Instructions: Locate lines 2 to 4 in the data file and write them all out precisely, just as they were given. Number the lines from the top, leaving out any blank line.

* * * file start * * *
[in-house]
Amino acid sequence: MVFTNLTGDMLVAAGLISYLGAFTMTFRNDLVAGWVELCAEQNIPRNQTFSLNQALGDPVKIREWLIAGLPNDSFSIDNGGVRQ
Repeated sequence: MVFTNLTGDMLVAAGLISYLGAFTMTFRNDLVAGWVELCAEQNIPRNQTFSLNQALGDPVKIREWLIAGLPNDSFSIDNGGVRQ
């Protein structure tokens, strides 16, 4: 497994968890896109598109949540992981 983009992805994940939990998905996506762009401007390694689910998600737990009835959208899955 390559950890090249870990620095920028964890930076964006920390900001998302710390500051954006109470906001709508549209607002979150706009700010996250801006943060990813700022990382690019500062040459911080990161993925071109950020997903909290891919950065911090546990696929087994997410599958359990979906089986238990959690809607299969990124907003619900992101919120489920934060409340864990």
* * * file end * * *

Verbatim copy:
Amino acid sequence: MVFTNLTGDMLVAAGLISYLGAFTMTFRNDLVAGWVELCAEQNIPRNQTFSLNQALGDPVKIREWLIAGLPNDSFSIDNGGVRQ
Repeated sequence: MVFTNLTGDMLVAAGLISYLGAFTMTFRNDLVAGWVELCAEQNIPRNQTFSLNQALGDPVKIREWLIAGLPNDSFSIDNGGVRQ
């Protein structure tokens, strides 16, 4: 497994968890896109598109949540992981 983009992805994940939990998905996506762009401007390694689910998600737990009835959208899955 390559950890090249870990620095920028964890930076964006920390900001998302710390500051954006109470906001709508549209607002979150706009700010996250801006943060990813700022990382690019500062040459911080990161993925071109950020997903909290891919950065911090546990696929087994997410599958359990979906089986238990959690809607299969990124907003619900992101919120489920934060409340864990």